Harris and his associates (Jonasson et al., 1977) also showed that if a normal–malignant hybrid lost many of its chromosomes, the neoplastic state would reappear; this indicates that the normal cells may contain specific suppressors of malignancy. Sachs and associates (Hitotsuma- chi et al., 1972) have suggested similar mechanisms,  even relating the suppressor function to specific chromosomes within hamster cells (see above). More recently Sasabe and Inana (1991) have demonstrated that the suppression of malignancy in hybrids between a retinoblastoma cell line and a “nontransformed”  NIH 3T3 resulted in cells of a nontransformed  phenotype. These authors suggested that the normal retinoblastoma  gene from the nontransformed  cells was re- sponsible for this change.

In general, these findings using homo- and heterokaryons of normal and neoplastic cells are compatible with the presence of tumor suppressor genes in situations where the transformed or malignant phenotype is suppressed in the heterokaryon. On the other hand, cell fusion of nor- mal and neoplastic cells has found an interesting application in the production of monoclonal (uniquely  specific)  antibodies  directed toward specific  antigens (see Chapter 19). This tech- nique, pioneered by Kohler and Milstein (1976), involves the fusion of normal antibody-produc- ing cells obtained  from the spleen  or lymph  nodes of animals  immunized  against  certain antigens with malignant myeloma cells (cf. Westerwoudt, 1985). Specific clones of cells result- ing from the fusion can be isolated and their antibody production determined. After cloning and isolation, the resulting homokaryon (termed a hybridoma) can be grown in appropriate animals or in cell culture for the production  of specific monoclonal  antibodies.  This technique,  a by- product  of attempts  to determine  whether  neoplasia  is a dominant  or recessive  trait by the method of cell fusion, has revolutionized our ability to produce large amounts of monospecific antibodies for research and clinical use.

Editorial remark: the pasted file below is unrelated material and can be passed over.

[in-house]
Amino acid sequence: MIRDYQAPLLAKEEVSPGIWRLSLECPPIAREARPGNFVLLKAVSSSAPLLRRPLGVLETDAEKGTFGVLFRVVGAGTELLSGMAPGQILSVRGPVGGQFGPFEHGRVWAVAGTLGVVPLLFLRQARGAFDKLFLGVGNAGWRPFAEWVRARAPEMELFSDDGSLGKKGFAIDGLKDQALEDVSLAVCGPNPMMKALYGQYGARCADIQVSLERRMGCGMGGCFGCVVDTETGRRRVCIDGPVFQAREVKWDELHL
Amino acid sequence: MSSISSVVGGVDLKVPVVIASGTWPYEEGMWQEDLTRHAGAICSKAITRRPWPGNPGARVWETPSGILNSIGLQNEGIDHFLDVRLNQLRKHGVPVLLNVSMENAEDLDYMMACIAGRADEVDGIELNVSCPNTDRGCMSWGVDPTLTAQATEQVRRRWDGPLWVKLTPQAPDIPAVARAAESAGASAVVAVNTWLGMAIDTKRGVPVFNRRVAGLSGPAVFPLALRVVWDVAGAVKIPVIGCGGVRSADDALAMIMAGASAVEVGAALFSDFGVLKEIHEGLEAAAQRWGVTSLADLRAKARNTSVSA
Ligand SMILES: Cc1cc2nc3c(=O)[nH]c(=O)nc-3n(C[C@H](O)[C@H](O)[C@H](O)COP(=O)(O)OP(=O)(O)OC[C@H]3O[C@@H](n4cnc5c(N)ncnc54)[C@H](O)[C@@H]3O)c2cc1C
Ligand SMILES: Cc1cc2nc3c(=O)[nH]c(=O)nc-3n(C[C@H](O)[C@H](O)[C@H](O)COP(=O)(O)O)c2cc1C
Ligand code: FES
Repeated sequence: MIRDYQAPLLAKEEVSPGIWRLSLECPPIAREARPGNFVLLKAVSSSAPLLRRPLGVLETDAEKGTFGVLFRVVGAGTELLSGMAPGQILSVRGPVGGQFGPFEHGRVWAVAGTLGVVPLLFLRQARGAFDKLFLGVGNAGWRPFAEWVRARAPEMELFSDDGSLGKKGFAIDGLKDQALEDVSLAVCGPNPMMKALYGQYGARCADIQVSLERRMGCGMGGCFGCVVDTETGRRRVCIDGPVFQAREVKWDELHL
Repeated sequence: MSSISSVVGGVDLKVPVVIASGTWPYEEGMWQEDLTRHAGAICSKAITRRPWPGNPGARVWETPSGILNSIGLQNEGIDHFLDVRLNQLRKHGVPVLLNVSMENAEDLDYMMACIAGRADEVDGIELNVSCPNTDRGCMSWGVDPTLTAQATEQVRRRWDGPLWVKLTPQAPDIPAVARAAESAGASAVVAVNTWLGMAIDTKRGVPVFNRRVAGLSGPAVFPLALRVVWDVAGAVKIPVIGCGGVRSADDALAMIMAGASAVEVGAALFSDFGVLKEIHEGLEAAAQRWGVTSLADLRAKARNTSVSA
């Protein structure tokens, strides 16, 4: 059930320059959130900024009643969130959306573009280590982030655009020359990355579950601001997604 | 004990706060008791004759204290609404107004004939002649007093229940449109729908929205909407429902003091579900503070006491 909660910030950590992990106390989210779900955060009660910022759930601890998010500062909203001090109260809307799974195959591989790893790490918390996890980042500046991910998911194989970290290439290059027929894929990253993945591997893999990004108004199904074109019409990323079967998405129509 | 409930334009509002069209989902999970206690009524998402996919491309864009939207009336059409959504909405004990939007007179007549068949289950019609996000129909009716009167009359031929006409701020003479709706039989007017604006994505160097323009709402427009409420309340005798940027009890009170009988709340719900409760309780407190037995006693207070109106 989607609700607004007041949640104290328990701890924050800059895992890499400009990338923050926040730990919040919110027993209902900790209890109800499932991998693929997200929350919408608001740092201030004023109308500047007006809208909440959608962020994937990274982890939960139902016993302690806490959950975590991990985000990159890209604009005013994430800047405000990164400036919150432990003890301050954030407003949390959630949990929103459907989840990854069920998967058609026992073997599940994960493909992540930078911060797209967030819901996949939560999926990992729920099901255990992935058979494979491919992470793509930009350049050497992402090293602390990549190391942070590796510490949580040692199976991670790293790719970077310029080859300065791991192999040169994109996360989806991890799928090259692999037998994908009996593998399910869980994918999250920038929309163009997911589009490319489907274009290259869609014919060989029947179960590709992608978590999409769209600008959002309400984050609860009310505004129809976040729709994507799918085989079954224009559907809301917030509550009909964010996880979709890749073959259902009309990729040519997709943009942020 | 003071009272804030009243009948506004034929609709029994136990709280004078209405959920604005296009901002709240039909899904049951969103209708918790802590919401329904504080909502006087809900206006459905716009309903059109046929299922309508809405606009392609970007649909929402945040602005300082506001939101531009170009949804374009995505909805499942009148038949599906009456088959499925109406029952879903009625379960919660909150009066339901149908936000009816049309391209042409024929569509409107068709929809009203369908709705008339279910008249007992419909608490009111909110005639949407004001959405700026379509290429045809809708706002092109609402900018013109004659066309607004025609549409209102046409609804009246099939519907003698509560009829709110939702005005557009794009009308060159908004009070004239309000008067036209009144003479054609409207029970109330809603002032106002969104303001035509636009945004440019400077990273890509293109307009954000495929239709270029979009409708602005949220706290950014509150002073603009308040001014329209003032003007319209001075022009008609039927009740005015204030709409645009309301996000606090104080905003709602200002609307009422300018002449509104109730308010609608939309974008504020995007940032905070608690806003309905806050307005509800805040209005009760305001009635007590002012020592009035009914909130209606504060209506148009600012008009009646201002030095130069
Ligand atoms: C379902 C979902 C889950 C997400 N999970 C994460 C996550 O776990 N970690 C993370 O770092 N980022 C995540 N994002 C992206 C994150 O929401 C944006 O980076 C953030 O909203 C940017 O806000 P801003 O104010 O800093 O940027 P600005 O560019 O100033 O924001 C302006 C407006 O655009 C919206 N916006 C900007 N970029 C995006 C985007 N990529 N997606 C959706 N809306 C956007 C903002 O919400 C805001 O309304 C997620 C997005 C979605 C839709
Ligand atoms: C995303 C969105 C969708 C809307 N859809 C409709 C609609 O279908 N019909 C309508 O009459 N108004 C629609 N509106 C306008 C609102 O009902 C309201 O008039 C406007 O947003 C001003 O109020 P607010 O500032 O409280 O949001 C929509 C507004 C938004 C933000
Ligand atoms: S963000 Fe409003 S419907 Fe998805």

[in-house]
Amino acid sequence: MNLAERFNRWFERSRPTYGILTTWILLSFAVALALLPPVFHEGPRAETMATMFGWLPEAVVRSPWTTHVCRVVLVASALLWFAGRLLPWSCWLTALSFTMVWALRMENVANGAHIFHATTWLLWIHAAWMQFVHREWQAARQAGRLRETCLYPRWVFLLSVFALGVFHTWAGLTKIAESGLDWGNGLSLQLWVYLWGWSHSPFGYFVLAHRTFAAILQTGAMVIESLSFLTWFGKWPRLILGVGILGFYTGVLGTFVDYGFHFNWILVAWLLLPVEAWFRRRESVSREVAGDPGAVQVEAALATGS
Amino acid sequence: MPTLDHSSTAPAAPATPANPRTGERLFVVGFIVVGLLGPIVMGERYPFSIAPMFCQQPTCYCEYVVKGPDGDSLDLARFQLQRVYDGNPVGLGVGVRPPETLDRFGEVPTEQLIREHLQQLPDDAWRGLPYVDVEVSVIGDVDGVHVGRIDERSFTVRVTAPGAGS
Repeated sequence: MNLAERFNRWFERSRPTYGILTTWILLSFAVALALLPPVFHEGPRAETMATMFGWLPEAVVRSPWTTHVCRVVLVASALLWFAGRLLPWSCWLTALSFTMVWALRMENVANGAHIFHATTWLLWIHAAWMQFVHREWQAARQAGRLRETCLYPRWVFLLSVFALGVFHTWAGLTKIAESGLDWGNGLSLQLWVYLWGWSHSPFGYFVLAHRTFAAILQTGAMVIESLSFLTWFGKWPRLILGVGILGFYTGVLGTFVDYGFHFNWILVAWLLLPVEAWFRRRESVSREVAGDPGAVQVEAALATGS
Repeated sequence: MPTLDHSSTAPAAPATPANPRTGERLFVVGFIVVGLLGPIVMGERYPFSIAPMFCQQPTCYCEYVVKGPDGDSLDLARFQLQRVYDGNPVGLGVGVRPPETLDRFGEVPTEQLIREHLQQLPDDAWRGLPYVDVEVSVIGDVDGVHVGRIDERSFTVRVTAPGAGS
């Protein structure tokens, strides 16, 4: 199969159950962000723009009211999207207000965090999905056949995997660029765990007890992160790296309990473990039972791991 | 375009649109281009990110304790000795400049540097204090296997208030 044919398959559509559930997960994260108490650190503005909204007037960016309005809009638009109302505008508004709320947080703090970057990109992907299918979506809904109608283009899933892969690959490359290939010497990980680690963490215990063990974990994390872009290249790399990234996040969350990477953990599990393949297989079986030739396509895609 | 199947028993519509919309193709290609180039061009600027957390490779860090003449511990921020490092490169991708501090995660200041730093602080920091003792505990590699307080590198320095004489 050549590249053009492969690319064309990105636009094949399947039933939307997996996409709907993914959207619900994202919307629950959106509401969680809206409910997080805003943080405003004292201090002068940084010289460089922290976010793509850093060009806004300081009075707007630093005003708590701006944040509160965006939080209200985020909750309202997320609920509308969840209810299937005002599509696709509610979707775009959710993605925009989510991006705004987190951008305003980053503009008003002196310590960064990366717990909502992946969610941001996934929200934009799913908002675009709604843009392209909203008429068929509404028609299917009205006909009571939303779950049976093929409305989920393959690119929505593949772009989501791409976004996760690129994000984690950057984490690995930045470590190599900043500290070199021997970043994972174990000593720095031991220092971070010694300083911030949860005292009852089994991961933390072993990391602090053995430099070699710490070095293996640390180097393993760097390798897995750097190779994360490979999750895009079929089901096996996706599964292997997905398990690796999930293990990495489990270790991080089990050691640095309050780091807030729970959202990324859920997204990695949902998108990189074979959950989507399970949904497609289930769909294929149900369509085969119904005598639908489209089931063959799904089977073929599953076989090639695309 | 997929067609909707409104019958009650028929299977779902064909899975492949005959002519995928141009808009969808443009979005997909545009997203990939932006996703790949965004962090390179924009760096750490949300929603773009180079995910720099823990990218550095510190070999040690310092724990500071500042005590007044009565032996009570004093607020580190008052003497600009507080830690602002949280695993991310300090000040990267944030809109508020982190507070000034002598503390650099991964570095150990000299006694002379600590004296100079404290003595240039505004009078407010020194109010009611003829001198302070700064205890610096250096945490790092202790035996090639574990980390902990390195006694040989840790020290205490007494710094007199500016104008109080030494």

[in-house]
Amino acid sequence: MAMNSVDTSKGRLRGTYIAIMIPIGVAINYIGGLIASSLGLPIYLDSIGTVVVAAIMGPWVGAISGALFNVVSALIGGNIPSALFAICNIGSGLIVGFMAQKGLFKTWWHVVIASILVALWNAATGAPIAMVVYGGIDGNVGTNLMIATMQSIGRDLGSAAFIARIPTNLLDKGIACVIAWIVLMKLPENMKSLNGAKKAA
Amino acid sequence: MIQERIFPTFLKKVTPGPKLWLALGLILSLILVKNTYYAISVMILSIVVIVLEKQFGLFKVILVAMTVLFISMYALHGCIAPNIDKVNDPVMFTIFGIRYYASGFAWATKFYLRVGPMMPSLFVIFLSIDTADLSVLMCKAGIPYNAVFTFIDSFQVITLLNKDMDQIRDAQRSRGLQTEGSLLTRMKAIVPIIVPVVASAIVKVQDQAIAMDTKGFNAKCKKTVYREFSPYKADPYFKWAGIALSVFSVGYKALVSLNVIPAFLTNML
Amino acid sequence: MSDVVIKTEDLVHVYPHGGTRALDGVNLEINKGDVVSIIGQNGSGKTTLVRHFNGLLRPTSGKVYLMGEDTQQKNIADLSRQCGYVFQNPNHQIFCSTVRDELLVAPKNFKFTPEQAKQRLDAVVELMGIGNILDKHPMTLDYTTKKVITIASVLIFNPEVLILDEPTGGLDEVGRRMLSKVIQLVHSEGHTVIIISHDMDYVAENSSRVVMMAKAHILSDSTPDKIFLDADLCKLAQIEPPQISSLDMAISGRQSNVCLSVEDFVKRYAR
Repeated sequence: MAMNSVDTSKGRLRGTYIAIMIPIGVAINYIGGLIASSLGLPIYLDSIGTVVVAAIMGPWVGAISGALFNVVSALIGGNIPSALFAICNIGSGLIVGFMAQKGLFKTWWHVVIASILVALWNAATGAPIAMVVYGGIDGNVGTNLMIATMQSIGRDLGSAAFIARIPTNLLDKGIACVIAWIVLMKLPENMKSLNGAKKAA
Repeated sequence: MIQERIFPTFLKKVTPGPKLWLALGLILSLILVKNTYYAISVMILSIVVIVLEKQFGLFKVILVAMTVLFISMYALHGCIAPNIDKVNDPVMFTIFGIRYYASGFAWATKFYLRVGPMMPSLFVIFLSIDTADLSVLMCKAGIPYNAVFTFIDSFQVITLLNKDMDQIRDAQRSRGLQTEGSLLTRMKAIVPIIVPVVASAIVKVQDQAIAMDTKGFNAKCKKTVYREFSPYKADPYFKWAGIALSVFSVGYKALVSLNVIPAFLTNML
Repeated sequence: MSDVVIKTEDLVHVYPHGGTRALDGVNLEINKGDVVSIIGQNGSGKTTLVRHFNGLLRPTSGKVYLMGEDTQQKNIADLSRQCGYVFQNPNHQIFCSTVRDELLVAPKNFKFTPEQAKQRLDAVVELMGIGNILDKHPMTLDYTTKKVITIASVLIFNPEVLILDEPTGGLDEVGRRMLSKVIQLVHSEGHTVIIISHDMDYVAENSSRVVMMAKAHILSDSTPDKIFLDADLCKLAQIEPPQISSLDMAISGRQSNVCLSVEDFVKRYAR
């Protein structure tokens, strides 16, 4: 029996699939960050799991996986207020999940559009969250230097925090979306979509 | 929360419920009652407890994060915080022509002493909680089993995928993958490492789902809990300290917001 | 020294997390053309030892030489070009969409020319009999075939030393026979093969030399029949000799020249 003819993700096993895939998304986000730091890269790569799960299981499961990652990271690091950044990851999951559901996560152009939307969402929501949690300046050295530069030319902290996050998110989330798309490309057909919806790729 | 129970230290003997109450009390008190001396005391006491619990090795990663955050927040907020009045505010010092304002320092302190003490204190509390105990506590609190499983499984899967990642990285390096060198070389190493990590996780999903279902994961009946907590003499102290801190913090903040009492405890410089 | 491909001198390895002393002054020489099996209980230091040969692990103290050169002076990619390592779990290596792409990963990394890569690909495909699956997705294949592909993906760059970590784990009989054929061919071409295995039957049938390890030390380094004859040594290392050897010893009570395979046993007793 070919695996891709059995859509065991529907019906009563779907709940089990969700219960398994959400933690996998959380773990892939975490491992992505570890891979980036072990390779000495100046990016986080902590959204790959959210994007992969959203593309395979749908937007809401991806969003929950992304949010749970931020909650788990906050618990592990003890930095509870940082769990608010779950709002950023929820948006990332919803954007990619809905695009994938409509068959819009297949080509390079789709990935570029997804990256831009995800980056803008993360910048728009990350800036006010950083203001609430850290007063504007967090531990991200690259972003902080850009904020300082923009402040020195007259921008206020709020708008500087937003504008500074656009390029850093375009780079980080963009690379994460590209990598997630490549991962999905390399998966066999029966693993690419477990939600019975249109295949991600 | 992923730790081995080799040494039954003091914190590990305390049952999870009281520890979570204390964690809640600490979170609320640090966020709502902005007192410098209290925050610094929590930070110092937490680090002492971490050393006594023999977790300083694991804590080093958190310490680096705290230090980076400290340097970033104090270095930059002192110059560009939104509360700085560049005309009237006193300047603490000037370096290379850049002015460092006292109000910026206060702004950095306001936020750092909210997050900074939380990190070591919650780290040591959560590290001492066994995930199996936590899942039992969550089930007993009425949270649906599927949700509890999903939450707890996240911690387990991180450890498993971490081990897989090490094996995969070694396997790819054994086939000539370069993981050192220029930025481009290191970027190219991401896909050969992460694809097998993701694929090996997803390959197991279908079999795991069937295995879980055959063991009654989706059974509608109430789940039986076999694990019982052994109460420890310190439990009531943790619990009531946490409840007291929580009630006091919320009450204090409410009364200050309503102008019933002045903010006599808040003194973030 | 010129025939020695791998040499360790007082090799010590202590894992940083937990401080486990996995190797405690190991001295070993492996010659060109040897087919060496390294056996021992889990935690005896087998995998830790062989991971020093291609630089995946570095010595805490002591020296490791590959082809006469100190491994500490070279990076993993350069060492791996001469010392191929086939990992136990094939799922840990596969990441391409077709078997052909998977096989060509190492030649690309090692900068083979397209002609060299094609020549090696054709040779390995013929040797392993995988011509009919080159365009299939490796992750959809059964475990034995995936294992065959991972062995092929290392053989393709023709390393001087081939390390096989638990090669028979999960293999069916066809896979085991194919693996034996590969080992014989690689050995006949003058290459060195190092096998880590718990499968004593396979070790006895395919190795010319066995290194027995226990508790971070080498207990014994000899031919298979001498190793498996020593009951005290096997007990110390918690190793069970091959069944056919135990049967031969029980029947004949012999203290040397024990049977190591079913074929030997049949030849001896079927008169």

The transformation of cells in culture to the neoplastic state, both spontaneously and induced by chemical, physical, and biological agents, exhibits many similarities to carcinogenesis  in vivo. In this chapter an effort has been made to emphasize the more important examples of close anal- ogies between the carcinogenic process in vitro and in vivo. It is through a more careful study of the mechanisms of such analogies that a better understanding  of the process of carcinogenesis may be forthcoming. On the other hand, an understanding of the mechanisms of the differences between the carcinogenic process in vivo and that in vitro may be equally rewarding.